Mahoning County observes 3rd annual Adoption Day

By Peter H. Milliken


Mahoning County Children Services and Probate Court staff assembled in the county courthouse rotunda for the third annual Adoption Day celebration, which rejoices in the creation of forever families.

Each year, courts and child-welfare agencies and their community partners observe November as National Adoption Awareness Month.

The Adoption Day celebration here Wednesday featured the finalization of the adoption of 19-month-old Aurora Lynn Ford by April Marie Ford of Austintown.

Aurora was born in Arizona, and the pre-adoption investigation was done by Mahoning County Children Services.

With her adoptive mother’s help, Aurora finalized her adoption by banging the gavel handed to her by Judge Robert N. Rusu Jr. of the county’s probate court.

“It’s the most wonderful thing you can do for a child to give them a better life,” April Ford said after the ceremony.

“You get to live with them, teach them and watch them grow. It’s just great,” she said of the joy of adoption.

“We found a loving home and a safe and stable place for another child to be raised,” said Sarah Pinciaro, the Children Services caseworker, who performed the pre-adoption investigation.

Atty. Anna Ciambotti, who represented Ford, said adoption is the happiest part of her legal practice “because it brings children, who have a need for stability and love, [to be] matched with an adoptive parent or parents, who can provide that home, that stability, that love for that child.”

Judge Rusu told the crowd: “Giving a child a permanent home is one of the most significant things that you can do in a child’s life. It will have a direct benefit on that child for the rest of their lives.”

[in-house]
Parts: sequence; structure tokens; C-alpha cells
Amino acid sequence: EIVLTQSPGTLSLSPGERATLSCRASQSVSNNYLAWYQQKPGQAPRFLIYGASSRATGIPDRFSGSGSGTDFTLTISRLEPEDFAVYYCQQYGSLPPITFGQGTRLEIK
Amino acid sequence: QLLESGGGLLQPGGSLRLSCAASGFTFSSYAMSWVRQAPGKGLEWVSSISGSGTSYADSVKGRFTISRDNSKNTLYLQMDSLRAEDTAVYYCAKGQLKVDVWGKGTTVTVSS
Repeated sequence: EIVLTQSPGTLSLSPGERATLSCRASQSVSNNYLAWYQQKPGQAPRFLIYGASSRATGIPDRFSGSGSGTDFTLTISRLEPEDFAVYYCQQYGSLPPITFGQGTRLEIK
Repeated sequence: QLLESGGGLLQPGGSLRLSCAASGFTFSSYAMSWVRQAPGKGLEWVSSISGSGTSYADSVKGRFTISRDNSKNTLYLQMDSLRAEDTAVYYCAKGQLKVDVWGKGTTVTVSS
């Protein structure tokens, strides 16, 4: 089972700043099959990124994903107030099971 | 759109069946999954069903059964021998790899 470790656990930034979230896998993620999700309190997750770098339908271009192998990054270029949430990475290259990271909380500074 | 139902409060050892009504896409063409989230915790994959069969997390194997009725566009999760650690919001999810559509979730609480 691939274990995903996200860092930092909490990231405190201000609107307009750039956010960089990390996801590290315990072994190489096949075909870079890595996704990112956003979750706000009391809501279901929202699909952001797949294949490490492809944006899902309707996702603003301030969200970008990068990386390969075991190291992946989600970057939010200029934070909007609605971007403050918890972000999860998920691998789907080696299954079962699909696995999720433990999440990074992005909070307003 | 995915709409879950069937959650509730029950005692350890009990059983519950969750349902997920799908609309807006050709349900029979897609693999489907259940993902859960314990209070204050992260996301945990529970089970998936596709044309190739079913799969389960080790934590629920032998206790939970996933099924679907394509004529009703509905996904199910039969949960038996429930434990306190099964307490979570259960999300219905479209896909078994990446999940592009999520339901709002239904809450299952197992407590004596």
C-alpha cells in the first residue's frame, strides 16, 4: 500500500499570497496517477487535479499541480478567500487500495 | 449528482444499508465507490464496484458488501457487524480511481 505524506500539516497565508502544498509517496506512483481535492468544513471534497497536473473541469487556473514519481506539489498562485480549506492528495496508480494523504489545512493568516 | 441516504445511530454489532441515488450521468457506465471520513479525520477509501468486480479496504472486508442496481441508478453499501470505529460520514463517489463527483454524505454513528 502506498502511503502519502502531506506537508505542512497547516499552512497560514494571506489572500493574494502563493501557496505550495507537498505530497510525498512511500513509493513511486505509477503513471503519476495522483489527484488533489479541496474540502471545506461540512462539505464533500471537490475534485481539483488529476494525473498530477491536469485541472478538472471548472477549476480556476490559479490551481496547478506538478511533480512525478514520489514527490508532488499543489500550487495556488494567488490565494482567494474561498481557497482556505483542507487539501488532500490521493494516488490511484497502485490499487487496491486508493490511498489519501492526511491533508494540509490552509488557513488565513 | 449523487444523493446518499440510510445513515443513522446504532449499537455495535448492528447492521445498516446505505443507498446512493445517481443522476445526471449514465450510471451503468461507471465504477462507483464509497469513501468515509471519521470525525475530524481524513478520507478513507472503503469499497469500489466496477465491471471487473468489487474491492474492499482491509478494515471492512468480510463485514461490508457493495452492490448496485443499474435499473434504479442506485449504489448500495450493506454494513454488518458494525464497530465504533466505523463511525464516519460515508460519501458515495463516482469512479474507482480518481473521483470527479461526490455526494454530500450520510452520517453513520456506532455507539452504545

To adopt a child, the judge added, “You don’t need to be rich. You don’t need to be married. You don’t need to own your own home. ... You simply need to have the ability to love and to share your life with a child.”

In Ohio, adoption services are provided by public child-welfare agencies, such as Children Services, which has 43 children available for adoption.

“These 43 kids, and thousands that came before them, and the thousands that will come after them, need real people that can put them to bed at night, tend to a wounded knee, comfort them when they get dumped by a girlfriend or boyfriend and be there for all of the good and the bad of life,” Randall Muth, Children Services executive director, told the audience.

Thirteen of the 43 children have been matched with potential permanent homes.

Of the remaining 30 children, permanency plans have been identified for 11 children, while 19 still await permanent homes.

Last year, Children Services, along with the county probate court, finalized the adoptions of 20 children.

Thirteen of the 20 children were under the age of 9, while seven of the adopted children were older.

National Adoption Day is a collective effort to raise awareness of the more than 100,000 American children who are waiting in foster care to be adopted.

Each year, more than 23,000 children – 835 in Ohio alone – “age out” at 18 years old, without ever having families to call their own.

The event featured the East High School Junior ROTC Color Guard, a performance by the Canfield High School Drum Line and the annual balloon launch.

The balloon launch, previously done outdoors from the courthouse steps, was done indoors this year to avoid potential hazards to animals and the environment associated with outdoor latex balloon releases, officials said.

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